On October 31, 2013, a section of the bathroom ceiling of apartment 3C fell due to water damage. Plaintiff maintains that the water damage was caused by defendant's shower in apartment 4C while defendant maintains that it was caused by a clogged and/or defective drain pipe.
Plaintiff commenced this action in 2013. In the first two causes of action plaintiff sought a declaration that defendant "has an obligation to make repairs in his Apartment concerning improvements made by him or damage to the building" and an injunction "compelling Defendant to make all repairs concerning improvements made by him or damage to the building ... and uphold his obligations under the Lease." The third cause of action, which seeks damages for the water leak, is not at issue on appeal. The fourth cause of action is for attorneys' fees.
In March 2014, plaintiff moved for summary judgment on its first cause of action for a declaratory judgment and its second cause of action for a permanent injunction. Defendant cross-moved for summary judgment dismissing this action. In particular, defendant asserted that the lease upon which plaintiff relied is void ab initio and unenforceable because it was an "improper attempt to decontrol" the apartment. Defendant also asserted that plaintiff's causes of action for declaratory relief and injunction should be denied as plaintiff has an adequate legal remedy.
Supreme Court denied both motions, finding that both parties failed to meet their respective burdens and that triable issues of fact precluded summary judgment being granted in either party's favor.
Because neither side had presented any of the DHCR orders postdating 1981, defendant moved to renew his cross motion for summary judgment based on these orders. Defendant's counsel excused the failure to present these orders on the prior motion, saying "At the time that the underlying motions were made ..., [he] believed that no appeal [had been] taken from" the 1981 order. Counsel noted he received the 1984 and 1987 orders in October 2015 from nonparty David Ng. Ng, who has "represented ... defendant on a number of personal matters related to his landlord-tenant situation," affirmed that he "[r]ecently" discovered the 1984 order and 1987 stipulation.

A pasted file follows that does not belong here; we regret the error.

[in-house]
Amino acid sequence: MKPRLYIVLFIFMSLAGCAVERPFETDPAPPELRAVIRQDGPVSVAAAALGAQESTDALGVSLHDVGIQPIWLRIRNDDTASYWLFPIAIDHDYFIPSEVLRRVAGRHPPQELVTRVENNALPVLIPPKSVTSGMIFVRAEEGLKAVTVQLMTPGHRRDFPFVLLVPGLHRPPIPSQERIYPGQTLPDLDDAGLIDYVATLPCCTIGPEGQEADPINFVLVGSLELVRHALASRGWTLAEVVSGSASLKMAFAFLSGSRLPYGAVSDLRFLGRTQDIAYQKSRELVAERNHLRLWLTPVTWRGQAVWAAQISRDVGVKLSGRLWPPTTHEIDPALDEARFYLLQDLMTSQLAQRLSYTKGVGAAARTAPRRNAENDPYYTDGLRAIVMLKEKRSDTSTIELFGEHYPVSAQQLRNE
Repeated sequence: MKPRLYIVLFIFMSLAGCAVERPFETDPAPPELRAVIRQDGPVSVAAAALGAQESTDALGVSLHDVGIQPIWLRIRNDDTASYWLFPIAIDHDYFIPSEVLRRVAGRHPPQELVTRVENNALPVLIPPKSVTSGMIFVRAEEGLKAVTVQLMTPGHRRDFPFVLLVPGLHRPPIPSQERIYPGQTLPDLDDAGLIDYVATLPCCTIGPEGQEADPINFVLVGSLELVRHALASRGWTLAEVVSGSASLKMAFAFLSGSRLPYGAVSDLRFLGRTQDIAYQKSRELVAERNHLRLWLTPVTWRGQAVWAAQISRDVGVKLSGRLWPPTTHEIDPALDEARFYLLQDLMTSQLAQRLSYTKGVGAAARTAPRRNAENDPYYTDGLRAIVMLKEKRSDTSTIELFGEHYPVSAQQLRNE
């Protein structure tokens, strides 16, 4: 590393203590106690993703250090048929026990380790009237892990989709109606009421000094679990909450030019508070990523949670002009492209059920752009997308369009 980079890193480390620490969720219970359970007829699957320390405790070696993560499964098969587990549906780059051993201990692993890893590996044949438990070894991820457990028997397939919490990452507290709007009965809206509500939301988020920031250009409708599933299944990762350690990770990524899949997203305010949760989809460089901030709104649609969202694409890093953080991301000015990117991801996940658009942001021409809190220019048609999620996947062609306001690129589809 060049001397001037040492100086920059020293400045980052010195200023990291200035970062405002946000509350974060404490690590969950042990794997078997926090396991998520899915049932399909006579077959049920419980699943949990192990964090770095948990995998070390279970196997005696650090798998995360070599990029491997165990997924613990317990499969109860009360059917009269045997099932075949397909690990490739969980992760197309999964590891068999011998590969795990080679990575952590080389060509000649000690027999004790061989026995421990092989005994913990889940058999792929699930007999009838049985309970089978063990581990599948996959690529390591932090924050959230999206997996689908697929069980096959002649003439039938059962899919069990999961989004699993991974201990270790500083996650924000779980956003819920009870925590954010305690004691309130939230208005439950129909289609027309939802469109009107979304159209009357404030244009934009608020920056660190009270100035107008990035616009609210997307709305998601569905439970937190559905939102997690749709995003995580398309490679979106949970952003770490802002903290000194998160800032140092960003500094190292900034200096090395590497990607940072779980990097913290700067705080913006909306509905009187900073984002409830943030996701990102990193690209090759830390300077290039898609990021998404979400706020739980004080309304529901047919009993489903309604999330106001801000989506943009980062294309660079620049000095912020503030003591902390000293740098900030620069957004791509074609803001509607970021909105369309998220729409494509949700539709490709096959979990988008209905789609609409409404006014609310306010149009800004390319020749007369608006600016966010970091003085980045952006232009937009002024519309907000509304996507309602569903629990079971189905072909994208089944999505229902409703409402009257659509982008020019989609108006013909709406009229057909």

Supreme Court denied defendant's motion to renew, holding that defendant "failed to present any new facts not offered on the prior motion that would change the prior determination" and failed to provide a reasonable justification for the failure to present the proffered evidence on the prior motion.
On these appeals, defendant contends that the 1975 lease is void as against public policy because it tried to move his apartment from rent control to rent stabilization. Plaintiff, on the other hand, argues that Supreme Court should have granted it summary judgment and declared the lease and its repair and maintenance provisions valid.